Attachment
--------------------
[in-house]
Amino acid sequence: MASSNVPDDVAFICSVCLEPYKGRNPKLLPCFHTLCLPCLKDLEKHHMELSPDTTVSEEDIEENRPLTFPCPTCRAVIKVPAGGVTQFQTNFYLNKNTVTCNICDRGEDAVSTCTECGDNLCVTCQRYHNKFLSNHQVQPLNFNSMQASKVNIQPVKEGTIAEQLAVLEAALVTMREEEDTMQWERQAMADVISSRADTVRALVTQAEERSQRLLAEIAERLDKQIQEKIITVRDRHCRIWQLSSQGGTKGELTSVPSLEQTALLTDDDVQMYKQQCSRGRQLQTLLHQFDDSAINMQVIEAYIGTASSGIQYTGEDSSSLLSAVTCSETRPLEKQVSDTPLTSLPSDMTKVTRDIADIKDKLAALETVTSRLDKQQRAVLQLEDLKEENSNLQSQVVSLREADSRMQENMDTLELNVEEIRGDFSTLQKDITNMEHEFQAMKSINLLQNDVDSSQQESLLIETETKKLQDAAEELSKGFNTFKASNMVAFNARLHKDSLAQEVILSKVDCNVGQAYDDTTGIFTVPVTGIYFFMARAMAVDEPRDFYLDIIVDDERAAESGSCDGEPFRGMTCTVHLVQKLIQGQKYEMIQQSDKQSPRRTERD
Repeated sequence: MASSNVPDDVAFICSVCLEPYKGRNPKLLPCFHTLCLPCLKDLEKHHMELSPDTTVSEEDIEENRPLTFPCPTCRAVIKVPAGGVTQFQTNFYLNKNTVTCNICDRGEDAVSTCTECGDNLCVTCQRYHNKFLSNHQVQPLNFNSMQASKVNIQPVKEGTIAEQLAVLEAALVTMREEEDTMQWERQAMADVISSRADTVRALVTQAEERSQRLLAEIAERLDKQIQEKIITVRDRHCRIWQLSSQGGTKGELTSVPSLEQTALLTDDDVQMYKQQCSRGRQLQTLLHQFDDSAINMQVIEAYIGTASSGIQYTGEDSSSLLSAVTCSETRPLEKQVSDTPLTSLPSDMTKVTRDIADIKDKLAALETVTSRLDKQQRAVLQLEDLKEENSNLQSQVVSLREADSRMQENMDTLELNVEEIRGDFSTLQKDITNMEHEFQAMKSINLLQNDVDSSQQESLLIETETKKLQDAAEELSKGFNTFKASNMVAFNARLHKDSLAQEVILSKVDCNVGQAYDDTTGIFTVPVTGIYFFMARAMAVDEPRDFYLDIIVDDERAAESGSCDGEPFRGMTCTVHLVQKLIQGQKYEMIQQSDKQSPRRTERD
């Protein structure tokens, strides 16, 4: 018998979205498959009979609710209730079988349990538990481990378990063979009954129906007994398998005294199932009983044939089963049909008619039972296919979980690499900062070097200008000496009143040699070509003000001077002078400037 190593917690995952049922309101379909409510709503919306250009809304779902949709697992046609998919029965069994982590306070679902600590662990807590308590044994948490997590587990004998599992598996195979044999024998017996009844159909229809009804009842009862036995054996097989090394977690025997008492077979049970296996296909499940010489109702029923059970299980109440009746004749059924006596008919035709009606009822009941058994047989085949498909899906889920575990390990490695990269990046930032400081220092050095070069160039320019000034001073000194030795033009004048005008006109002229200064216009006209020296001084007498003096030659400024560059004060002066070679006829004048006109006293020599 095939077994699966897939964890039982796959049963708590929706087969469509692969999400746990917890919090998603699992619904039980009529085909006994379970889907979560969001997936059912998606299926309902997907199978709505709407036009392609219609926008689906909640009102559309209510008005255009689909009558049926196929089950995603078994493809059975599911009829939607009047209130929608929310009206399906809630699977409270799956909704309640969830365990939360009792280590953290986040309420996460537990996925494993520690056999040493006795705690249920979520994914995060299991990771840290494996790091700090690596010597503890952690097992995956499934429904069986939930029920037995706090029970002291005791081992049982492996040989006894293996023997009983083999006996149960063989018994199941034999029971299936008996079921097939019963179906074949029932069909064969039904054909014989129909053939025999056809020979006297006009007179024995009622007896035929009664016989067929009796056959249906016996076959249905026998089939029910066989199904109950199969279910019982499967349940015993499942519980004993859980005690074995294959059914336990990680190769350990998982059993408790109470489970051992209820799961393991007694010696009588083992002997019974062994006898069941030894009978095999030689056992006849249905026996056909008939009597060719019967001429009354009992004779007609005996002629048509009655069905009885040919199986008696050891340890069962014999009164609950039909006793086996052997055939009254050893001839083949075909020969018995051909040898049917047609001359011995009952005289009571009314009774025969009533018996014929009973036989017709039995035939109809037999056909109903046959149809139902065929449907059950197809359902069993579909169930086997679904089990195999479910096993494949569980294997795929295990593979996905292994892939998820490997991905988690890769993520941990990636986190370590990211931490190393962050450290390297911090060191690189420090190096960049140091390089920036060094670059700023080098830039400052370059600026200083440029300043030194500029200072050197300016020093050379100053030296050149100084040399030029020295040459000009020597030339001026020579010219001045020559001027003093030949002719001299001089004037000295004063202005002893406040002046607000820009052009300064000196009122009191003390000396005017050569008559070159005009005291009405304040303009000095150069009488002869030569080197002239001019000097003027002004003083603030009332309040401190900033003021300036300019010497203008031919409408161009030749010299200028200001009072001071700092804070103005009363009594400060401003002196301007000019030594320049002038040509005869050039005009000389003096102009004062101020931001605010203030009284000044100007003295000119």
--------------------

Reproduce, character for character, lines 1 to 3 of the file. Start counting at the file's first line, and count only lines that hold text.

[in-house]
Amino acid sequence: MASSNVPDDVAFICSVCLEPYKGRNPKLLPCFHTLCLPCLKDLEKHHMELSPDTTVSEEDIEENRPLTFPCPTCRAVIKVPAGGVTQFQTNFYLNKNTVTCNICDRGEDAVSTCTECGDNLCVTCQRYHNKFLSNHQVQPLNFNSMQASKVNIQPVKEGTIAEQLAVLEAALVTMREEEDTMQWERQAMADVISSRADTVRALVTQAEERSQRLLAEIAERLDKQIQEKIITVRDRHCRIWQLSSQGGTKGELTSVPSLEQTALLTDDDVQMYKQQCSRGRQLQTLLHQFDDSAINMQVIEAYIGTASSGIQYTGEDSSSLLSAVTCSETRPLEKQVSDTPLTSLPSDMTKVTRDIADIKDKLAALETVTSRLDKQQRAVLQLEDLKEENSNLQSQVVSLREADSRMQENMDTLELNVEEIRGDFSTLQKDITNMEHEFQAMKSINLLQNDVDSSQQESLLIETETKKLQDAAEELSKGFNTFKASNMVAFNARLHKDSLAQEVILSKVDCNVGQAYDDTTGIFTVPVTGIYFFMARAMAVDEPRDFYLDIIVDDERAAESGSCDGEPFRGMTCTVHLVQKLIQGQKYEMIQQSDKQSPRRTERD
Repeated sequence: MASSNVPDDVAFICSVCLEPYKGRNPKLLPCFHTLCLPCLKDLEKHHMELSPDTTVSEEDIEENRPLTFPCPTCRAVIKVPAGGVTQFQTNFYLNKNTVTCNICDRGEDAVSTCTECGDNLCVTCQRYHNKFLSNHQVQPLNFNSMQASKVNIQPVKEGTIAEQLAVLEAALVTMREEEDTMQWERQAMADVISSRADTVRALVTQAEERSQRLLAEIAERLDKQIQEKIITVRDRHCRIWQLSSQGGTKGELTSVPSLEQTALLTDDDVQMYKQQCSRGRQLQTLLHQFDDSAINMQVIEAYIGTASSGIQYTGEDSSSLLSAVTCSETRPLEKQVSDTPLTSLPSDMTKVTRDIADIKDKLAALETVTSRLDKQQRAVLQLEDLKEENSNLQSQVVSLREADSRMQENMDTLELNVEEIRGDFSTLQKDITNMEHEFQAMKSINLLQNDVDSSQQESLLIETETKKLQDAAEELSKGFNTFKASNMVAFNARLHKDSLAQEVILSKVDCNVGQAYDDTTGIFTVPVTGIYFFMARAMAVDEPRDFYLDIIVDDERAAESGSCDGEPFRGMTCTVHLVQKLIQGQKYEMIQQSDKQSPRRTERD